Femi Robinson: Biography, Age, Career, Family And Movies
Femi Robinson (September 27, 1940 – May 20, 2015) was a Nigerian film and television actor, famous for his lead role in The Village Headmaster, where his stage name, “Village Headmaster”, was coined. Chief Eddie Ugbomah, former Chairman of the Nigerian Film Corporation, called him “an icon of the industry”.
Robinson was born on September 27, 1940 at Bodo, a village in Abeokuta, the capital of Ogun State, southwestern Nigeria, into the family of an Ifá priest. He obtained a bachelor’s degree in botany from Obafemi Awolowo University in the early 1960s before joining the Nigerian film industry.
He began his acting career playing the lead role of Odewale in The Gods Are Not To Blame, a 1968 play by the Nigerian playwright Chief Ola Rotimi. The play was an adaptation of the Greek classic Oedipus Rex. He also played the lead role in The Village Headmaster, Nigeria’s longest-running television soap opera from 1968 to 1988, scripted by Olusegun Olusola.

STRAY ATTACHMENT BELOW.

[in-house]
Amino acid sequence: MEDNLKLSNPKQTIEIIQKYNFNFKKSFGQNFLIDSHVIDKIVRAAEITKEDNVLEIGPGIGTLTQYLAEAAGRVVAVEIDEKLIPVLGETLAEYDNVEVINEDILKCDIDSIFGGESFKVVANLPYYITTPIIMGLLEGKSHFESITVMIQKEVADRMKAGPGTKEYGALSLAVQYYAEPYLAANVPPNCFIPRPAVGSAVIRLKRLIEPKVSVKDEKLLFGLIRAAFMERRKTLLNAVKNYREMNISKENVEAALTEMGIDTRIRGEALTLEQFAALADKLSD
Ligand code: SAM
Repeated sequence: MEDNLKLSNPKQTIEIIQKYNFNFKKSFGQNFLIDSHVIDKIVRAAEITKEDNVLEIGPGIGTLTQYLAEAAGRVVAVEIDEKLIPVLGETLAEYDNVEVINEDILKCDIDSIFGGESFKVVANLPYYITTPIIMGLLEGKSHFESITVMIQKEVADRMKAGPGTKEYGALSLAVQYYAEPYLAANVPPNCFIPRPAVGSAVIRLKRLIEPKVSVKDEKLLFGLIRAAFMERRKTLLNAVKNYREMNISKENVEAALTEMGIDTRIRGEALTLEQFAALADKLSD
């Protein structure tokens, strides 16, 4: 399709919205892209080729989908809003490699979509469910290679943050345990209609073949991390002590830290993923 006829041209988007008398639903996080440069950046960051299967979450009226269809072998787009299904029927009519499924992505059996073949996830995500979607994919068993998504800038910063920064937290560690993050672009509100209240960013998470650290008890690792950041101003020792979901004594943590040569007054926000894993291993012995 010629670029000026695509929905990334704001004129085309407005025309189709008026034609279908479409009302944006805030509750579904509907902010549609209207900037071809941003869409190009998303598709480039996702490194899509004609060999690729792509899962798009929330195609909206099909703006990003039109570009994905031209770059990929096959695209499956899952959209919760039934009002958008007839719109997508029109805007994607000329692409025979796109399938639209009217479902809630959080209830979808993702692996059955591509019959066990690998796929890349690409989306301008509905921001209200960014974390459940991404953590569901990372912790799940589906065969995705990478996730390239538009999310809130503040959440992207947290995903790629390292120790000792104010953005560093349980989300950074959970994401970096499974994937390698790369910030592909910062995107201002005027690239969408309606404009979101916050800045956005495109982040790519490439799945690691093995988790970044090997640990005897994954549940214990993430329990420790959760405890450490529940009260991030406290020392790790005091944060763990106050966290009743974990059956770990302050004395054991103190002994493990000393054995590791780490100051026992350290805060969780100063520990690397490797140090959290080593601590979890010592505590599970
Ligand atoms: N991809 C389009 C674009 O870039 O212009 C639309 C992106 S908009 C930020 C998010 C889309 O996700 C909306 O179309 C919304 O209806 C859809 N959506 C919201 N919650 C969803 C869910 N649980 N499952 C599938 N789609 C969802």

On October 11, 2012, Robinson called on the Federal Government of Nigeria to ban Chinua Achebe’s novel Things Fall Apart in Nigerian schools, following the publication of Achebe’s controversial memoir There Was a Country: A Personal History of Biafra.
Robinson died of a heart attack on May 20, 2015 at Ayodele Hospital in the Ifako Ijaiye local government area of Lagos. Robinson’s death drew the attention of many notable Nigerians. According to Vanguard, a veteran Nigerian film actor, Prince Jide Kosoko, said in his tribute, “Femi Robinson was a true professional. He has contributed immensely to the growth of the entertainment industry in Nigeria”.
The President of the Federal Republic of Nigeria, Goodluck Ebele Jonathan, conveyed his condolences to Robinson’s family in a statement by his Special Adviser on Media and Publicity, Dr. Reuben Abati.